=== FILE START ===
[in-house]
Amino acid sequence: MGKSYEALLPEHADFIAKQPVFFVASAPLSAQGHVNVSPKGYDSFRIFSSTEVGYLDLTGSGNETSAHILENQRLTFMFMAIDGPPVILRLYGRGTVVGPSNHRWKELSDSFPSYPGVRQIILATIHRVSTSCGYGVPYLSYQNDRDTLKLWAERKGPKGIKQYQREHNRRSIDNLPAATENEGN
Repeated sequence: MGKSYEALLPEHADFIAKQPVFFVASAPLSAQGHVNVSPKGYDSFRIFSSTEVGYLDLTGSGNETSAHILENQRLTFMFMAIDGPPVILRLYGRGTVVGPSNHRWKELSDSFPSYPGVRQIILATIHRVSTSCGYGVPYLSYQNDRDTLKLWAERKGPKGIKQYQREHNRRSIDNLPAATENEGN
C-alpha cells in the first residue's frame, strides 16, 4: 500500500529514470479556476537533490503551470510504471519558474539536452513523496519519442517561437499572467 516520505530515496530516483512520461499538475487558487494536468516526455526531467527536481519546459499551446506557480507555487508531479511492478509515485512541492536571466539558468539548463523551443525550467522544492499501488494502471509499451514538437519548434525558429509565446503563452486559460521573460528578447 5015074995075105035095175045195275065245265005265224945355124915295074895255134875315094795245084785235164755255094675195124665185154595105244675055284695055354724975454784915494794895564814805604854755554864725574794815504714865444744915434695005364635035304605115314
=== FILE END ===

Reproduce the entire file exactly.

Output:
[in-house]
Amino acid sequence: MGKSYEALLPEHADFIAKQPVFFVASAPLSAQGHVNVSPKGYDSFRIFSSTEVGYLDLTGSGNETSAHILENQRLTFMFMAIDGPPVILRLYGRGTVVGPSNHRWKELSDSFPSYPGVRQIILATIHRVSTSCGYGVPYLSYQNDRDTLKLWAERKGPKGIKQYQREHNRRSIDNLPAATENEGN
Repeated sequence: MGKSYEALLPEHADFIAKQPVFFVASAPLSAQGHVNVSPKGYDSFRIFSSTEVGYLDLTGSGNETSAHILENQRLTFMFMAIDGPPVILRLYGRGTVVGPSNHRWKELSDSFPSYPGVRQIILATIHRVSTSCGYGVPYLSYQNDRDTLKLWAERKGPKGIKQYQREHNRRSIDNLPAATENEGN
C-alpha cells in the first residue's frame, strides 16, 4: 500500500529514470479556476537533490503551470510504471519558474539536452513523496519519442517561437499572467 516520505530515496530516483512520461499538475487558487494536468516526455526531467527536481519546459499551446506557480507555487508531479511492478509515485512541492536571466539558468539548463523551443525550467522544492499501488494502471509499451514538437519548434525558429509565446503563452486559460521573460528578447 5015074995075105035095175045195275065245265005265224945355124915295074895255134875315094795245084785235164755255094675195124665185154595105244675055284695055354724975454784915494794895564814805604854755554864725574794815504714865444744915434695005364635035304605115314